Derivative: Please take us through the process by which you achieved these goals .
Benjamin Randall: Our technical objective, as it became more focused, was to be able to ingest and manipulate nine different live feeds from actors in 2D space and to recall each unique layout based on cues sent from a seperate computer running QLab. We also wanted the actor feeds to have soft, blurred edges, rather than sharp rectangular windows. Finally, the media designer (John) wanted to be able to composite the actor feeds on top of content sent from QLab , and have that final video and audio be streamed to Vimeo.
Here’s a sneak peak of what we would end up designing, with this in mind:
So, with the goal outlined, let’s take a look at the final system diagram:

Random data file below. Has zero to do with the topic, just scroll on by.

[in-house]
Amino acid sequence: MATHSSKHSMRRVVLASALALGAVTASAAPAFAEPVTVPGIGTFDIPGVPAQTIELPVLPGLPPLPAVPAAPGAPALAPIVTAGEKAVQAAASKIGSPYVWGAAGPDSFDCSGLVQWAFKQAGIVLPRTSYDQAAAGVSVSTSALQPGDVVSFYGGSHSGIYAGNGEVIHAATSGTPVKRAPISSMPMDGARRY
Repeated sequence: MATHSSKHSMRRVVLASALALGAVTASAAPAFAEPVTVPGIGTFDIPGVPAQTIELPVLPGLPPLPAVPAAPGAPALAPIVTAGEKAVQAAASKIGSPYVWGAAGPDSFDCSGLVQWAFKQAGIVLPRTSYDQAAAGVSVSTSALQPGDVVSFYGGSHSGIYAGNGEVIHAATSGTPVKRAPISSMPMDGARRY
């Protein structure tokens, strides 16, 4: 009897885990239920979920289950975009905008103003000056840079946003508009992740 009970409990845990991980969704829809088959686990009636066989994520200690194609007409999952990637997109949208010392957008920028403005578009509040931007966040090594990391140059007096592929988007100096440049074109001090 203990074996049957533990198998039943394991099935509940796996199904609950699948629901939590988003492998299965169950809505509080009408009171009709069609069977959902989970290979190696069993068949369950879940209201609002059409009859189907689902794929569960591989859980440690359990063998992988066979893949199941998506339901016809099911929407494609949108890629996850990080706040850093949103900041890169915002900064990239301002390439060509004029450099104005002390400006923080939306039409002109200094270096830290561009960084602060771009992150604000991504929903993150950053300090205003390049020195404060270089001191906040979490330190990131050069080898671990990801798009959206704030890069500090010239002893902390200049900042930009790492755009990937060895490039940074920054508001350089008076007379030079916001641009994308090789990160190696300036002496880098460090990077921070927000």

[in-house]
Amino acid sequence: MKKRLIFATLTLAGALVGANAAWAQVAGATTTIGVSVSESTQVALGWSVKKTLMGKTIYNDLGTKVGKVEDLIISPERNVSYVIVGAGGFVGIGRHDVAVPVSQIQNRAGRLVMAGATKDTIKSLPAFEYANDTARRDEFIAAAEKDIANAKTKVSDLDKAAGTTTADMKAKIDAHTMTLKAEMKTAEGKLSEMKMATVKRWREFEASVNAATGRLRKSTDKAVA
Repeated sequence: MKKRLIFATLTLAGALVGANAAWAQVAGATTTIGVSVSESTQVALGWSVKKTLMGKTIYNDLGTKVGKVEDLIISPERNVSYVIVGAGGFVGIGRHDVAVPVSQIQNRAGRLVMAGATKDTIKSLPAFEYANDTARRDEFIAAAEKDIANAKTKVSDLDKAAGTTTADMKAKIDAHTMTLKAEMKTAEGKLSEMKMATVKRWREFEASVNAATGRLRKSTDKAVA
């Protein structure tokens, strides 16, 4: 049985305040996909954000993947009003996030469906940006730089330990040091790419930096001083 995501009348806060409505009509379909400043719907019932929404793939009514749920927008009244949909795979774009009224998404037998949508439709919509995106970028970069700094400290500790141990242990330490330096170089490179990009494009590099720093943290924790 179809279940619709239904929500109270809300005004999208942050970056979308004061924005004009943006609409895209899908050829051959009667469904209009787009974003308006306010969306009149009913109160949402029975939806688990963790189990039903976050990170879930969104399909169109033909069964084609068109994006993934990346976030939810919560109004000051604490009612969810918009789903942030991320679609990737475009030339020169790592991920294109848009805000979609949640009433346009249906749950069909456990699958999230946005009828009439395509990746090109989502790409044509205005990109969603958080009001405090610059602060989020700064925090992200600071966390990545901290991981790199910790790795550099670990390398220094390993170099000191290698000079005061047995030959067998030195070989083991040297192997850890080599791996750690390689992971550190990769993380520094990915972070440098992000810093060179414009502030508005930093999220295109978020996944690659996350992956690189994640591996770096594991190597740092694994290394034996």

This is a little dense, so here’s the software system flow. The actor feeds are individually sent to the main PC via OBS.Ninja.
The OBS.Ninja browser sources are arranged in a 3×3 grid like so.
OBS also receives the audio from the audio desk. A soundboard operator is controlling OBS with an Akai APC MKII. Video and audio is routed to TouchDesigner on the same machine via NDI.
The entire TouchDesigner network looks like this: